Oh, and at this stage most providers are able to distinguish a multiples pregnancy from a single pregnancy. So if you're carrying twins or triplets, you'll likely find out at this appointment.

"My week eight ultrasound is a day I'll always remember because it changed my life forever,” recalls Pia*, 38 from Blue Springs, Missouri. “They found three heartbeats and my jaw dropped to the floor. We only implanted two embryos but apparently one of them split. Triplets!" 

That said, it’s important to note that the timing of these blood tests can vary. Some doctors opt to space them out while others complete them at the same time. If you have concerns or questions about the different blood tests or physical examinations, talk to your provider.

Common Questions at this Stage of Pregnancy

Can I still work out? 

You do not need to stop exercising. In fact, it can be good for you, reveals Dr. Ghofrany. But, she advises, it’s important to avoid dehydration, heat exhaustion, and overdoing it. "Exercise to the level where you could have a conversation," she advises.

Is my workplace safe? 

"If you need to continue to do physical work that you were doing, you're safe to do that. It's very unlikely that anything you're doing is going to directly harm the fetus, so just do it to your comfort level and listen to your body to see what it is telling you," says Dr. Ghofrany. Talk to your doctor if you have concerns about your physical limitations or working around chemicals or other substances you think might be harmful.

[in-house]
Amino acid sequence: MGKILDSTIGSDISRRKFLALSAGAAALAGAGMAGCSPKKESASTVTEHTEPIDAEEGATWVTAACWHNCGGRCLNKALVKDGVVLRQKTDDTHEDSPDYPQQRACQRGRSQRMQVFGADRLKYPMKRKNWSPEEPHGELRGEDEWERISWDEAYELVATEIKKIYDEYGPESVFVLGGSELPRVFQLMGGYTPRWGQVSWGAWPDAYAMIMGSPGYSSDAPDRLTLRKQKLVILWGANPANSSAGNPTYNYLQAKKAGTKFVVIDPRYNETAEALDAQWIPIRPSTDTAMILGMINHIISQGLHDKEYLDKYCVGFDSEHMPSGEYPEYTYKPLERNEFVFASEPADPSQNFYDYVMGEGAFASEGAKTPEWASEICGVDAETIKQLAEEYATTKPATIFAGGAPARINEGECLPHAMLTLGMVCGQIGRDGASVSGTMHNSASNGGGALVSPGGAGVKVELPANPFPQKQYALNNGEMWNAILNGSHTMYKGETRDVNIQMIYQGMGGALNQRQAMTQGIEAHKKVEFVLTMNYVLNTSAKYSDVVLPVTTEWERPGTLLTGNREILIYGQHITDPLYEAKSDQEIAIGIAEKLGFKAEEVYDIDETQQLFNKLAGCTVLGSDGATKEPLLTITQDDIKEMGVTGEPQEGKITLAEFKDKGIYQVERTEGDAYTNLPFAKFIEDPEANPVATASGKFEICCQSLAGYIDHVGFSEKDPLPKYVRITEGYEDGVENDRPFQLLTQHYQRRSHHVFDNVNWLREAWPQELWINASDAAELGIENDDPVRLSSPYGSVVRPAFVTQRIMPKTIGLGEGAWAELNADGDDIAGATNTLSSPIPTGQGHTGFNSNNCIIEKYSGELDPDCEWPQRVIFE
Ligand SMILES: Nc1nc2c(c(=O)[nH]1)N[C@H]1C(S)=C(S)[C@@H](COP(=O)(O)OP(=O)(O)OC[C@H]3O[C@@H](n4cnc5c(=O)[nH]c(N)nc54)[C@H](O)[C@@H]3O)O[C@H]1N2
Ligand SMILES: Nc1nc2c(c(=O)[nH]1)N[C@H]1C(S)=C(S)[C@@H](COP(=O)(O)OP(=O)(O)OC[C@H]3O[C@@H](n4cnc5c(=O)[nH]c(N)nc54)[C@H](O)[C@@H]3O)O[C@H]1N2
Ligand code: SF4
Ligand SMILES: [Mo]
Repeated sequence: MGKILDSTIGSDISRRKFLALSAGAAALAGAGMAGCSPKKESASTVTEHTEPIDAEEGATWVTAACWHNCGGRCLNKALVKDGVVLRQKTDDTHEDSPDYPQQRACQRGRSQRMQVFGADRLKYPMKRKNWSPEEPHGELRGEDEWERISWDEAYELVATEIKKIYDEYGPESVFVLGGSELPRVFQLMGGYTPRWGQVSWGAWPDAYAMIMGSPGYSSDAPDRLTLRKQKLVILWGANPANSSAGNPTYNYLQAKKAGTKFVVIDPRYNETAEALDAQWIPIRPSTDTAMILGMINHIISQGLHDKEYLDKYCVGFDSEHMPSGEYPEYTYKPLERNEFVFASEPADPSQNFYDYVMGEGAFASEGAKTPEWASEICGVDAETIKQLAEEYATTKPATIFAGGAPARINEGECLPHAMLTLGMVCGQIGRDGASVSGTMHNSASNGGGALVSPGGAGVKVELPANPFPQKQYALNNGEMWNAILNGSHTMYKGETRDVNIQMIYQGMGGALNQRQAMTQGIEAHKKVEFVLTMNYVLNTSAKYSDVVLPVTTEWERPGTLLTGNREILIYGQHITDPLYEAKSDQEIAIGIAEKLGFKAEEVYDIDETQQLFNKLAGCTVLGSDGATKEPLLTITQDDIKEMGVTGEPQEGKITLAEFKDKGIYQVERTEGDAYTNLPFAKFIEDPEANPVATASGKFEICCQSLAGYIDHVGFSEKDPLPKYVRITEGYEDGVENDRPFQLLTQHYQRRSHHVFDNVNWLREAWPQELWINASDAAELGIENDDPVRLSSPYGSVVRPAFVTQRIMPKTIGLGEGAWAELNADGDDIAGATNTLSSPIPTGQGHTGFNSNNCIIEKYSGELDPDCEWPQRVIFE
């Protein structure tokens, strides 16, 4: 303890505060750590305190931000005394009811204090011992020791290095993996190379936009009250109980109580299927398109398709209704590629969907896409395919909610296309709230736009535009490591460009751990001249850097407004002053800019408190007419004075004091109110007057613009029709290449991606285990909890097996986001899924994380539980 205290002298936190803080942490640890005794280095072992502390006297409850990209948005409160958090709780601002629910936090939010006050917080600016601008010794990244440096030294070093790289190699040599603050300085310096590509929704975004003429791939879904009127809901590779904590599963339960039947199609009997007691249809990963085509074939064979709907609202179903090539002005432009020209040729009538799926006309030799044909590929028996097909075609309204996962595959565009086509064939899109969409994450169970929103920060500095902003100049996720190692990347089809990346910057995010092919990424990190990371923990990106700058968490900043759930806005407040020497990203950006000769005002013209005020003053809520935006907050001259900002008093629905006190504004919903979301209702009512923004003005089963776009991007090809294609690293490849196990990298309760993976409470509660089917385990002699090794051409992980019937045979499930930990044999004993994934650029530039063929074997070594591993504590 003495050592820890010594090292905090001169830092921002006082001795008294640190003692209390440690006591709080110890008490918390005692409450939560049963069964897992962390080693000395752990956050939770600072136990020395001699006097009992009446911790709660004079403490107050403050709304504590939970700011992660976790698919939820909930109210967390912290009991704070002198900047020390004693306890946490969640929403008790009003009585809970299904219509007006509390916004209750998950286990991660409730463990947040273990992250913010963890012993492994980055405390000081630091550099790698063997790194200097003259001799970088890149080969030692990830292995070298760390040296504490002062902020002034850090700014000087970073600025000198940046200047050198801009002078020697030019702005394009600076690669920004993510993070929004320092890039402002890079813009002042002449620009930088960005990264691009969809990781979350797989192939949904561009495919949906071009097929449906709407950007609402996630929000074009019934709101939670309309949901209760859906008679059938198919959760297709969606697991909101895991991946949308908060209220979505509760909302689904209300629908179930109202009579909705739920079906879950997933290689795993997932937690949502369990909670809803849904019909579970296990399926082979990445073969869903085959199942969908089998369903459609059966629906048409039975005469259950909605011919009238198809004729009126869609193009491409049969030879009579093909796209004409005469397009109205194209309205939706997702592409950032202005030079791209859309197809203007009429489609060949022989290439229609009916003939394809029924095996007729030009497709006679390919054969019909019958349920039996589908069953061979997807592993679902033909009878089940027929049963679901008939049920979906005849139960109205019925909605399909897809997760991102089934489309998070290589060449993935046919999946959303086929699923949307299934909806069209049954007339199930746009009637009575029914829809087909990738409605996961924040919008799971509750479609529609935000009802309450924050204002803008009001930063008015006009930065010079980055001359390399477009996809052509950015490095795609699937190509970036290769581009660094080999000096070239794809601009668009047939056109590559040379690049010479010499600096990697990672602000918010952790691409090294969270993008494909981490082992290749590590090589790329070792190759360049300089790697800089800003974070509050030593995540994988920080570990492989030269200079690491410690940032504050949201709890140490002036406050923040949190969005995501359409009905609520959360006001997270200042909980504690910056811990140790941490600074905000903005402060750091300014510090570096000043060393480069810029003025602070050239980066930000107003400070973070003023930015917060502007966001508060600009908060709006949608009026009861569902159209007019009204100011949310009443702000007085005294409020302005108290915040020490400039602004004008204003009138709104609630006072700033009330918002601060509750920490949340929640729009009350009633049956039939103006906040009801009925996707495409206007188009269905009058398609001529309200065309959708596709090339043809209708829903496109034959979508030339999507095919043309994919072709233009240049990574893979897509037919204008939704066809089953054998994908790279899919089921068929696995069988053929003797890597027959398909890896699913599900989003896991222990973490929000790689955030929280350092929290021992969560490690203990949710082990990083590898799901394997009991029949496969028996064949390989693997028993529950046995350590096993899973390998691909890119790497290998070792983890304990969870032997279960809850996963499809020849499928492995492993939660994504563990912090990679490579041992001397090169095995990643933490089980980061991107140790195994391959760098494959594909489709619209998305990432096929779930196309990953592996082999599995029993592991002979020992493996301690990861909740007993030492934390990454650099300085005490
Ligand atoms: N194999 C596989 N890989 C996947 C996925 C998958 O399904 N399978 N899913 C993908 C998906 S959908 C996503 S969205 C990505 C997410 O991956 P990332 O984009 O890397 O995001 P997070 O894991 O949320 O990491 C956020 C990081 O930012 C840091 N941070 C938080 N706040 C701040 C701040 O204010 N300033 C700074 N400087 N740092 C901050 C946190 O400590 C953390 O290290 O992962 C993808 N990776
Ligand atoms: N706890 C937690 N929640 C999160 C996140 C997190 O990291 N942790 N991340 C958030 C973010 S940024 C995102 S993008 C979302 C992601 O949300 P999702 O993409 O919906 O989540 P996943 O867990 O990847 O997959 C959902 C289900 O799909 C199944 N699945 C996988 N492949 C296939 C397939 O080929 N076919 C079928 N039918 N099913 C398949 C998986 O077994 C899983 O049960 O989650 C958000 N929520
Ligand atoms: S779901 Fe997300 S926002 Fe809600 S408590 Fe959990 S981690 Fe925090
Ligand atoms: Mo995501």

Should I quit caffeine? 

While you may want to limit your caffeine intake, Dr. Ghofrany says it is not necessary to give up your morning cup of coffee. In fact, if you're a regular coffee drinker, she actually advises against going cold turkey, as caffeine withdrawal can make you feel sick or give you a bad headache. "200 to 300 milligrams of caffeine per day should be fine,” she adds, though it’s worth noting this includes chocolate, tea, and coffee.

Things You Might Consider This Week

You're eight weeks pregnant. At this point, you are well into your first trimester and things are happening quickly. Now is the time to ensure that you have found a provider who is meeting your needs. If you're not satisfied with your current provider's practice, it's advisable to switch until you find one that you are more comfortable with. Don't forget to take into account the location you will be delivering and make sure you're happy with it. Do whatever is right for you and ensure you feel supported doing it! Consider when and if you're ready to reveal your big news to your friends and family.

"I met with this OB-GYN for my eight week appointment and I knew right away that he was not a good fit, so I found another doc in the same practice that I felt more at ease with. I also ended up hiring a doula as well. Best decision I ever made because I had the best of both worlds throughout my pregnancy and even postpartum," shares Kennisha*, 29, from Hollywood, Florida.

Support You May Need This Week

Dr. Silver reminds you to get all the support you need from your partner (if you have one), family members, or friends. This might come in the way of having someone accompany you to ultrasounds or doctor's appointments. Dr. Silver also advises those who experience a pregnancy loss to reach out for support. You may need your friends and family—or a professional—to help you get through this time.

It's also important to indulge in acts of self-love and -care. Pregnancy can be stressful, and it's easy to forget about about yourself. So whether it's taking a bath, booking a prenatal massage, or even just taking a nap, make sure to carve out time for a little rest and relaxation!

*Last names withheld for privacy.

Head over to week nine of pregnancy